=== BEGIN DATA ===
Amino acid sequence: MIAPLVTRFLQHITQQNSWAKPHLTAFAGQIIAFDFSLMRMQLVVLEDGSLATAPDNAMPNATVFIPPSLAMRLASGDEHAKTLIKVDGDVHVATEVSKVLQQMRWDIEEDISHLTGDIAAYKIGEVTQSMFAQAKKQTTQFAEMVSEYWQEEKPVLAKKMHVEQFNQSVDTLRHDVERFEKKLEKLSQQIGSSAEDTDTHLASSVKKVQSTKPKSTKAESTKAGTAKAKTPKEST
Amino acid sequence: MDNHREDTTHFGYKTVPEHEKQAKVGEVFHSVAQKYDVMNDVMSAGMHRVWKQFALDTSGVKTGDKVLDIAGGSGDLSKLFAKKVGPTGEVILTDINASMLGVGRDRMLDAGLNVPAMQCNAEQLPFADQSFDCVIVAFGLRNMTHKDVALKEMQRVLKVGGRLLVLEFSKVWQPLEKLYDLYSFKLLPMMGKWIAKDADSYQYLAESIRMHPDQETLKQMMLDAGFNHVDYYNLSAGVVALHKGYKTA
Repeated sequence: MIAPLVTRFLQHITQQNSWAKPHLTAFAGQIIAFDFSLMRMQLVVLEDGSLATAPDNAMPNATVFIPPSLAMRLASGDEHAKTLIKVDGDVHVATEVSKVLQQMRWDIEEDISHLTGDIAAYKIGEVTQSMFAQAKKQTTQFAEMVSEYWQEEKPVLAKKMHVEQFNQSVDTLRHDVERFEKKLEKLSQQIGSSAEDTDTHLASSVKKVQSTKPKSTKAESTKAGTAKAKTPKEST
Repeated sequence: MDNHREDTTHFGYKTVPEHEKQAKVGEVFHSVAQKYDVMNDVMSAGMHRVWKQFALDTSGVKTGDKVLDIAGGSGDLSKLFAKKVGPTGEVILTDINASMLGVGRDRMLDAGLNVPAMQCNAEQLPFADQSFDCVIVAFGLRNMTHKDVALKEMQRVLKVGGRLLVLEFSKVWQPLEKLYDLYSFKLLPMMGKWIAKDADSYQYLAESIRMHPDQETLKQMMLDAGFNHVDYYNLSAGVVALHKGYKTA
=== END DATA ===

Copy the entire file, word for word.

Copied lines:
Amino acid sequence: MIAPLVTRFLQHITQQNSWAKPHLTAFAGQIIAFDFSLMRMQLVVLEDGSLATAPDNAMPNATVFIPPSLAMRLASGDEHAKTLIKVDGDVHVATEVSKVLQQMRWDIEEDISHLTGDIAAYKIGEVTQSMFAQAKKQTTQFAEMVSEYWQEEKPVLAKKMHVEQFNQSVDTLRHDVERFEKKLEKLSQQIGSSAEDTDTHLASSVKKVQSTKPKSTKAESTKAGTAKAKTPKEST
Amino acid sequence: MDNHREDTTHFGYKTVPEHEKQAKVGEVFHSVAQKYDVMNDVMSAGMHRVWKQFALDTSGVKTGDKVLDIAGGSGDLSKLFAKKVGPTGEVILTDINASMLGVGRDRMLDAGLNVPAMQCNAEQLPFADQSFDCVIVAFGLRNMTHKDVALKEMQRVLKVGGRLLVLEFSKVWQPLEKLYDLYSFKLLPMMGKWIAKDADSYQYLAESIRMHPDQETLKQMMLDAGFNHVDYYNLSAGVVALHKGYKTA
Repeated sequence: MIAPLVTRFLQHITQQNSWAKPHLTAFAGQIIAFDFSLMRMQLVVLEDGSLATAPDNAMPNATVFIPPSLAMRLASGDEHAKTLIKVDGDVHVATEVSKVLQQMRWDIEEDISHLTGDIAAYKIGEVTQSMFAQAKKQTTQFAEMVSEYWQEEKPVLAKKMHVEQFNQSVDTLRHDVERFEKKLEKLSQQIGSSAEDTDTHLASSVKKVQSTKPKSTKAESTKAGTAKAKTPKEST
Repeated sequence: MDNHREDTTHFGYKTVPEHEKQAKVGEVFHSVAQKYDVMNDVMSAGMHRVWKQFALDTSGVKTGDKVLDIAGGSGDLSKLFAKKVGPTGEVILTDINASMLGVGRDRMLDAGLNVPAMQCNAEQLPFADQSFDCVIVAFGLRNMTHKDVALKEMQRVLKVGGRLLVLEFSKVWQPLEKLYDLYSFKLLPMMGKWIAKDADSYQYLAESIRMHPDQETLKQMMLDAGFNHVDYYNLSAGVVALHKGYKTA